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Journalist who ‘never knew how good she was’ dies suddenly aged 59

Sue RobinsonA journalist who worked for four Midlands dailies and “never grasped quite how good she was” has died suddenly aged 59.

Tributes have been paid to Sue Robinson, who worked at the Burton Mail, Nottingham Post, Leicester Mercury and Derby Telegraph among others newspapers.

The bulk of her career was spent at the Telegraph, where she primarily worked in commercial features.

Sue, pictured, died due to heart-related health issues.

Her funeral, held earlier this month, was attended by a number of her former editors including the Telegraph’s Steve Hall and Neil White, the Post’s Mike Sassi and the Mail’s Emma Turton.

Sue’s friend and former colleague Jill Gallone has written a tribute to her which we are publishing in full, below.


Think of Sue Robinson – affectionately known as Robbo – and you just have to smile. She was a character with a capital ‘C’ – quirky, a tad eccentric, funny, quick-witted, smarter than she ever realised and, ultimately, very, very kind.

In fact ‘kind’ is the word I’ve heard most in the last few days from those who knew her well. One former colleague said Sue was one of the few people who made the effort to make her feel welcome when she was a new kid on the block in the newsroom. Another said of Sue, ‘She was so approachable, kind and accommodating to my many last-minute requests, greeted with good humour’. Another said, ‘You could always have a giggle with her.’ That was Sue to a ‘T’.

She was such a generous soul – chatty and affable. She had time for everyone and loved to lay on the treats. Who can forget her Derby Telegraph leaving buffet when she managed to conjure up enough food to feed the five thousand complete with green jelly mice?

Yes, Sue liked her food and was happy to admit it. Waitrose and M&S if you please and, as she sometimes said to me, ‘if you’re going into town can you get me a sausage roll from Birds?’ She liked quality grub. There was a touch of the Hyacinth Bucket (Bouquet) about Sue but in the nicest possible way. As well as preferring high-end shops she always insisted she lived at ‘Upper Midway’, not ‘Midway’.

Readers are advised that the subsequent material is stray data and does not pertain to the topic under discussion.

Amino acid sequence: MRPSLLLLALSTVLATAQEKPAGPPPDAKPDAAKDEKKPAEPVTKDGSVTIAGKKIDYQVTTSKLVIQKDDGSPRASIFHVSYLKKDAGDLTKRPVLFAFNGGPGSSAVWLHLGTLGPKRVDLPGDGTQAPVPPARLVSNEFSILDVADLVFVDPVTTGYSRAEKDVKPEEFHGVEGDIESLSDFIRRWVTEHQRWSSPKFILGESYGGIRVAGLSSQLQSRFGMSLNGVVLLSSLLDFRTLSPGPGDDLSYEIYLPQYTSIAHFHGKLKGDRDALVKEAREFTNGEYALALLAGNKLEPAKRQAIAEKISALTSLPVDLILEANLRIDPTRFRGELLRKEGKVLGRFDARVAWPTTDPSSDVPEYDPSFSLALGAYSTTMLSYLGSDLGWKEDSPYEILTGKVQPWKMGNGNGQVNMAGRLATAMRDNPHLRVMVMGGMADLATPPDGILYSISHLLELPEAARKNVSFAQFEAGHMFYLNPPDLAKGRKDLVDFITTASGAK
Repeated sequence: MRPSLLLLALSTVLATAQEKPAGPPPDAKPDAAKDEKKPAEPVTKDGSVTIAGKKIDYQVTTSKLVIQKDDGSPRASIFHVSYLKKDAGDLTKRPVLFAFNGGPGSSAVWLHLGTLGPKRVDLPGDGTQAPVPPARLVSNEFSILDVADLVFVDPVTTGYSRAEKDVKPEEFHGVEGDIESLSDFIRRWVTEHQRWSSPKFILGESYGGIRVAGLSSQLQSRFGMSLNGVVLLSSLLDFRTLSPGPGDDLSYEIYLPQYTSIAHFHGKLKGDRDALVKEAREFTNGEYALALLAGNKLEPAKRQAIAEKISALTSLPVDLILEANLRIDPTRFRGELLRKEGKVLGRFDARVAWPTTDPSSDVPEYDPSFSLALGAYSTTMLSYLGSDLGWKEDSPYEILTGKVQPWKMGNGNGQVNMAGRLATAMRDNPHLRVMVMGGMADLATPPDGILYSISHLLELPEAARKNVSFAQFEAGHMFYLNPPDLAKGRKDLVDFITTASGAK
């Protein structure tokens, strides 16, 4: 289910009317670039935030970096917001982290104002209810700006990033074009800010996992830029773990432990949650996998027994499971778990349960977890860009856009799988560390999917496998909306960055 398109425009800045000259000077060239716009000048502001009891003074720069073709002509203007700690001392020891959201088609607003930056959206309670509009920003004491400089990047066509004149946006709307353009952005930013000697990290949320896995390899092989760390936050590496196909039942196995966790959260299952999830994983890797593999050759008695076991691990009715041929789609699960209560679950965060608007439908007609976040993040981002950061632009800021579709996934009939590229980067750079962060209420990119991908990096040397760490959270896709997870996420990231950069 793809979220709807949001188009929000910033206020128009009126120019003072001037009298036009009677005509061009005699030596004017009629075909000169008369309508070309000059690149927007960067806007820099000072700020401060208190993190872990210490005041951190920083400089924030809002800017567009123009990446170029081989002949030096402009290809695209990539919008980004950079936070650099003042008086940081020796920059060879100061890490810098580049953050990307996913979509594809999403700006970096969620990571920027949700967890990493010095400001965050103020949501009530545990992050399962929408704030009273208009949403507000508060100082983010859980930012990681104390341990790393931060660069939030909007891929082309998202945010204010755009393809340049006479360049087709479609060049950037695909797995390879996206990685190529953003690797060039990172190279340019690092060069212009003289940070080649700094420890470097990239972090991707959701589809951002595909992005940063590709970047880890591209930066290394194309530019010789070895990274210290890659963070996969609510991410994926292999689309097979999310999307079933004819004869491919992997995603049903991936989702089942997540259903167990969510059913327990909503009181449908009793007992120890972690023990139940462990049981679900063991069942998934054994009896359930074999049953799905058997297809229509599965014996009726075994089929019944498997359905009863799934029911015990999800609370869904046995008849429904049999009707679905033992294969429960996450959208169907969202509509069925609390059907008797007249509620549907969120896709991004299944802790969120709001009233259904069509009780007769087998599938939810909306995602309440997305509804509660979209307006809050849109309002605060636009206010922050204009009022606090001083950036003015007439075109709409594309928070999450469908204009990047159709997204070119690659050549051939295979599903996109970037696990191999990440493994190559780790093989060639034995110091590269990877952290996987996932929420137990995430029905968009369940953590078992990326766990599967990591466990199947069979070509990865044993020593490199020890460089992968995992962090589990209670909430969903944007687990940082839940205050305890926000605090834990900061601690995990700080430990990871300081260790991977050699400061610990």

When I first met Sue it was like having to learn a new language. One of her many quirks was giving everyone a nickname – and if you’re here today you probably had one. Trouble is, until you latched on to who was who it was totally baffling. For example, she often referred to ‘Aged P’. After several months of nodding awkwardly through conversations, I finally realised Aged P was her beloved mum.

She once said to me, ‘Shadow’s not happy unless he has Shell in his tummy’. Noting my bemused expression, she then revealed that Shadow was her car’s name and only Shell petrol was good enough for her motor. Nevertheless, over time you learned Sue’s language and had to smile at her quirky take on life.

Something else colleagues may remember was Sue’s mindboggling snow phobia – she dreaded ‘the white stuff’ and was genuinely traumatised by it. When flurries started to fall she’d go into a childlike state muttering, ‘Me no like snow’ with her nose pressed up against the newsroom window fearing blizzard conditions. I confess, I saw her reduced to tears on a couple of occasions by snow and ice.

But when the sun shone, the birds were singing – she fed Upper Midway’s feathered friends truckloads of bird seed – and her giant tomatoes and cucumbers were flourishing in her much-loved garden, she was a very happy bunny.

And that bunny loved the buzz and banter of a busy newsroom. She was a good, all-round journalist – a sub-editor, writer and page designer whose skills benefited the Derby Telegraph, Notts Post and Leicester Mercury among others. Her only flaw was that she never grasped just how good she was, often questioning her work and asking for advice when all was perfect.

I noticed this tendency yet again only a few weeks ago when she called for help with a job application. She proceeded to read me her letter. It was beautifully written but, as always, she doubted herself. Suffice to say she won a job interview without any intervention from me. Sadly, she didn’t live long enough to go along to it.

Despite this lack of confidence, her sharp intelligence often displayed itself. She was very techy, grasped computer technology quicker than most and was wily in ways that may surprise you. For example, she hated annual appraisals at work and would boast about how she’d be in and out of the editor’s office in 10 minutes flat while others laboured through the procedure for the best part of an hour.

After one impressively swift 10-minute appraisal with former Derby Telegraph editor Neil White, I asked her how she’d managed it. ‘I don’t say anything and just stare at them,’ she revealed. Later, Neil mentioned that he’d been slightly freaked out by Sue during her appraisal because ‘She just stares at me’. 1-nil to Robbo!

I tell you this to make you smile and to celebrate the very best things about Sue. She was a wonderful character who did her very best to make others happy. She appreciated her friends and colleagues, adored her family and was a fun-loving journo through and through.

I’m guessing she’s cracking a few jokes with the Big Boss in the sky right now. She’s probably already got a nickname for him. Rumour has it she’s been staring him out to see who’ll blink first. He’s seen nothing yet. Just wait until the annual appraisal.